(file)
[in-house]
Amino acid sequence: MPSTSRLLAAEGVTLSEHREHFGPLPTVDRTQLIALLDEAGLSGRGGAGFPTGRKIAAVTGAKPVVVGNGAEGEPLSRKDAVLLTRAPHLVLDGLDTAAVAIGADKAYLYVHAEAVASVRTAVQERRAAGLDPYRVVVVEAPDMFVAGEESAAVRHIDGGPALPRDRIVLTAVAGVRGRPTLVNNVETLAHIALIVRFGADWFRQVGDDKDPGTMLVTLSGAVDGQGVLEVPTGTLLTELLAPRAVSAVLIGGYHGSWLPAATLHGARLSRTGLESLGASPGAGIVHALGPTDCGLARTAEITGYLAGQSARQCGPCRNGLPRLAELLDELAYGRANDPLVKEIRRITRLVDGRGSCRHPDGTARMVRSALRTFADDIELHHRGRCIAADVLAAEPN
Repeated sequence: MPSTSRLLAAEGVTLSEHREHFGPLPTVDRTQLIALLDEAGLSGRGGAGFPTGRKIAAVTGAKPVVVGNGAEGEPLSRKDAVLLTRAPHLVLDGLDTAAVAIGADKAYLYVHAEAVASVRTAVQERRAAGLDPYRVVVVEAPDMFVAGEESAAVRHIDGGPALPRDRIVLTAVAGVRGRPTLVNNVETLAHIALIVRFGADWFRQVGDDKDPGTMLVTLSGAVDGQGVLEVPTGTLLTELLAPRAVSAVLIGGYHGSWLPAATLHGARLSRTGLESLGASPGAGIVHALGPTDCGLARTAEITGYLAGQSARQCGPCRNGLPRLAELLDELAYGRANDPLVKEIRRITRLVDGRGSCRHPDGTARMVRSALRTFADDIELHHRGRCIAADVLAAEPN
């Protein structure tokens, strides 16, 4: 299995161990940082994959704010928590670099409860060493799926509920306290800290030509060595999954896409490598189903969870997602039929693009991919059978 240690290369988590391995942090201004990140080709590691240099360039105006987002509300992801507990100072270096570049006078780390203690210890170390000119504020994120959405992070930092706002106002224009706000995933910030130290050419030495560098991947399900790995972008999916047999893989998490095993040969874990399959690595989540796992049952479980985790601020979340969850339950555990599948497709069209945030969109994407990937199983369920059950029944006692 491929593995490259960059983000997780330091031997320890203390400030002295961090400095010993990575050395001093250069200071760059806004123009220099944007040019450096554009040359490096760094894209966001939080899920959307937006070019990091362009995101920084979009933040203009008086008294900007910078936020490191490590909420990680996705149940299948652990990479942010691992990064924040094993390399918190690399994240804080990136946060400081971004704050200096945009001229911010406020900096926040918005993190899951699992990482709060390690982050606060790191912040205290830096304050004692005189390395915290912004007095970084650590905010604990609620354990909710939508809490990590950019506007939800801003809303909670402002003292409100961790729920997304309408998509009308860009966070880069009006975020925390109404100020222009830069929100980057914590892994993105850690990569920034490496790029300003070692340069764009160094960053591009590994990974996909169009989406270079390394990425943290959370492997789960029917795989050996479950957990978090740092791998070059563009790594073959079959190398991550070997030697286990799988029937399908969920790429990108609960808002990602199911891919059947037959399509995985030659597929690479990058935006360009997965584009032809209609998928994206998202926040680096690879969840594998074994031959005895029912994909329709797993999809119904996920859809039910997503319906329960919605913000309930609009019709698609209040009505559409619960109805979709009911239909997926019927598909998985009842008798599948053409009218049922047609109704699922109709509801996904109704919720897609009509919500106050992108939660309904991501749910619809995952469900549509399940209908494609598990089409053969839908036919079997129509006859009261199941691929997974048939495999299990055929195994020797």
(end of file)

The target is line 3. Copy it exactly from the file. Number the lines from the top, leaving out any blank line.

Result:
Repeated sequence: MPSTSRLLAAEGVTLSEHREHFGPLPTVDRTQLIALLDEAGLSGRGGAGFPTGRKIAAVTGAKPVVVGNGAEGEPLSRKDAVLLTRAPHLVLDGLDTAAVAIGADKAYLYVHAEAVASVRTAVQERRAAGLDPYRVVVVEAPDMFVAGEESAAVRHIDGGPALPRDRIVLTAVAGVRGRPTLVNNVETLAHIALIVRFGADWFRQVGDDKDPGTMLVTLSGAVDGQGVLEVPTGTLLTELLAPRAVSAVLIGGYHGSWLPAATLHGARLSRTGLESLGASPGAGIVHALGPTDCGLARTAEITGYLAGQSARQCGPCRNGLPRLAELLDELAYGRANDPLVKEIRRITRLVDGRGSCRHPDGTARMVRSALRTFADDIELHHRGRCIAADVLAAEPN